George Carlin, the Grammy-Award winning standup comedian and actor who was hailed for his irreverent social commentary, poignant observations of the absurdities of everyday life and language, died in Santa Monica, California, on Sunday, June 22, 2008. He was 71.
I will remember him fondly, many people will.
My good friend D, who sometimes share the same provocative penchant for the irreverent, posted some four years ago, a rather depressing environmental report about plastic, which she impishly introduced with a quote from one of George Carlin's routines, “The Planet is Fine.”
The Planet is Fine was also the title of her post and features in the background a RealAudio file of Franz Schubert’s Ave Maria:
Ave Maria! Ave Maria! maiden mild!
Listen to a maiden's prayer!
Thou canst hear though from the wild,
Thou canst save amid despair.
Safe may we sleep beneath thy care,
Though banish'd, outcast and reviled -
Maiden! hear a maiden's prayer;
Mother, hear a suppliant child!
Was that odd eclectic juxtaposition irreverent? Irrelevant…? I don’t know. For some reason, it works (it touches you.) And it feels like it all belongs together, somehow.
Some say that there is only one small step from the sacrilegious to the sublime---and vice-versa. Or, as any philosopher worth his/her salt will tell you, even in the Profane, there is the Sublime, and the opposite is also true (they both stem from the same all-encompassing reality.)
Carlin made no secret that he was an Atheist. And he will still tell you so today. Not in person, of course. Not anymore. But all one has to do is watch one of the re-runs of his routine, "Religion is Bulshit":
There is a definite cry for help (“Save Me”) in most religious calls---except in their more ecstatic manifestation (as found in Sufism) or when they are about surrender (as in the detachment of Buddhism or the pantheistic mysticism of Meister Eckhart.)
The Christian tradition offers many fine examples:
This is, most assuredly, one of the reasons why religion generally does best in troubled times or in Man's darkest hour. It seems pretty much to be part of the luggage that comes along with "sentiency" and the confrontation of "life made sentient" with the vastness and coldness of the universe.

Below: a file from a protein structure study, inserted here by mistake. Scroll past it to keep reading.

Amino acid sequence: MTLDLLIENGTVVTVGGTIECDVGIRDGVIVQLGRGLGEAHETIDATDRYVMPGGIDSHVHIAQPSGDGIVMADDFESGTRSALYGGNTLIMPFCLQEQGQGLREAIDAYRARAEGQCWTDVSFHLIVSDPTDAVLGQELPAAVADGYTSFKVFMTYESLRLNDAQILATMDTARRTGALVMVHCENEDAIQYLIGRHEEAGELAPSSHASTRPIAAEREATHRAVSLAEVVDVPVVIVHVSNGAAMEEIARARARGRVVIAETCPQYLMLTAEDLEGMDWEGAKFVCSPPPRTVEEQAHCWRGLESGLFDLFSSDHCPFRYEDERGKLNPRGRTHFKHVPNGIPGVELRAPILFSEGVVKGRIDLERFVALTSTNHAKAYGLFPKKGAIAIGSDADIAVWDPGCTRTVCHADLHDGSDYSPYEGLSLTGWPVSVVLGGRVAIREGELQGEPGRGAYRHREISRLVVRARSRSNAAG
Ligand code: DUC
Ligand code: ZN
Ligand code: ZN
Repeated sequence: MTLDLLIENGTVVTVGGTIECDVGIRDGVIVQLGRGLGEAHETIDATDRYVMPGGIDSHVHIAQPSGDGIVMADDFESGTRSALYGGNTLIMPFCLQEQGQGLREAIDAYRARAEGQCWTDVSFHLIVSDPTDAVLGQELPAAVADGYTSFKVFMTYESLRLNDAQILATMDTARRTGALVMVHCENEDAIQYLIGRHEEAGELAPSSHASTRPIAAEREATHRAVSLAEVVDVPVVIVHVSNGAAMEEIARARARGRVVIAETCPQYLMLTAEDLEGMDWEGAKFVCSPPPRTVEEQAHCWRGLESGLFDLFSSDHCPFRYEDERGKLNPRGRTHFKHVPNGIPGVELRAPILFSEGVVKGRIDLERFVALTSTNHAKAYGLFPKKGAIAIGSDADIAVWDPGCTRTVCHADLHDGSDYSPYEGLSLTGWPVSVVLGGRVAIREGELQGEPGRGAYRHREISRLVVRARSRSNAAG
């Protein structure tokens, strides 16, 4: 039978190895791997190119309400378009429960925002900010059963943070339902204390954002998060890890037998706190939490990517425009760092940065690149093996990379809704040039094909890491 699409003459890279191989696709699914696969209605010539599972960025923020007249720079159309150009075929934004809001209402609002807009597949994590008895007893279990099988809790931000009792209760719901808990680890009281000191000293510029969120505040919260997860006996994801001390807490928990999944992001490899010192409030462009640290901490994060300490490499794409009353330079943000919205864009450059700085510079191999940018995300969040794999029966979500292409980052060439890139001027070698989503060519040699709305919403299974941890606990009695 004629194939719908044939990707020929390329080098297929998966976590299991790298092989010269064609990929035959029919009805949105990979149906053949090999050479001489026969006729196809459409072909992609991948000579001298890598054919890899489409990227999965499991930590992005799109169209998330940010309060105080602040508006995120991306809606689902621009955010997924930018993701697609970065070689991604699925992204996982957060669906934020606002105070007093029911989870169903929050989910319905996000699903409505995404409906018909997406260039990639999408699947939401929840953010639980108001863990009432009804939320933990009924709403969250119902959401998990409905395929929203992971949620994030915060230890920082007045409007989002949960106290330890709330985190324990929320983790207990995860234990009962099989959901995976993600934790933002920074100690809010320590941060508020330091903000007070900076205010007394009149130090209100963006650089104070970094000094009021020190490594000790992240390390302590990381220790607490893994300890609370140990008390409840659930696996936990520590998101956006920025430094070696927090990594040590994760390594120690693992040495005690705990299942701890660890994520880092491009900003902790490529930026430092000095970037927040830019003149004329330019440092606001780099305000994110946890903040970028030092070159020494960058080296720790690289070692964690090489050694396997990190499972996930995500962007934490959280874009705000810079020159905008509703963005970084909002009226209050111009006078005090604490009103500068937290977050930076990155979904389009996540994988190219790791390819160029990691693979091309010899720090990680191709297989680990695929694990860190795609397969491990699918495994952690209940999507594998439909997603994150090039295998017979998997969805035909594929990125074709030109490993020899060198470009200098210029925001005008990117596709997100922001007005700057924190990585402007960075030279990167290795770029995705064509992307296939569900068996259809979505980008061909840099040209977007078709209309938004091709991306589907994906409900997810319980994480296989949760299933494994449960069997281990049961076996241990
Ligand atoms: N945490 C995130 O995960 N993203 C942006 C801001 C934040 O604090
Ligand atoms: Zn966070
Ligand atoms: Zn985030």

The Neanderthal man, deemed to have lived 50,000 years ago, is thought to have buried his dead with ceremonies that suggest a belief in a life after death. This need for “something above or within” is common not only to Christianity and most religions in general, but it is also a dominant quality of western socio-religious New Age "feel-goodism."
The following quote by Carl Braaten (“Christian Dogmatics”) sums it up and would not be out of place had it been uttered by any number of New Age gurus.
"All the world we see, hear, and touch does indeed pass away. If there is the divine, it must therefore be above or behind or beneath or within the experienced world. It must be the bed of time's river, the foundation of the world's otherwise unstable structure, the track of heaven's hastening lights."
But Carlin's cynicism and Job's despair share some sobering thoughts in common;
From the city the dying groan,
And the throat of the wounded cries for help;
Yet God pays no attention to their prayer.
Nonetheless, there is power in Faith.
It does all come in the end in what beliefs we put our faith into...
I think that Death of Terry Pratchett's Discword got it best:
Death: HUMANS NEED FANTASY TO *BE* HUMAN. TO BE THE PLACE WHERE THE FALLING ANGEL MEETS THE RISING APE.
Susan: With tooth fairies? Hogfathers?
Death: YES. AS PRACTICE, YOU HAVE TO START OUT LEARNING TO BELIEVE THE LITTLE LIES.
Susan: So we can believe the big ones?
Death: YES. JUSTICE, MERCY, DUTY. THAT SORT OF THING.
Susan: They're not the same at all.
Death: YOU THINK SO? THEN TAKE THE UNIVERSE AND GRIND IT DOWN TO THE FINEST POWDER, AND SIEVE IT THROUGH THE FINEST SIEVE, AND THEN SHOW ME ONE ATOM OF JUSTICE, ONE MOLECULE OF MERCY. AND YET, YOU TRY TO ACT AS IF THERE IS SOME IDEAL ORDER IN THE WORLD. AS IF THERE IS SOME, SOME RIGHTNESS IN THE UNIVERSE, BY WHICH IT MAY BE JUDGED.
Susan: But people have got to believe that, or what's the point?
Death: YOU NEED TO BELIEVE IN THINGS THAT AREN'T TRUE. HOW ELSE CAN THEY BECOME?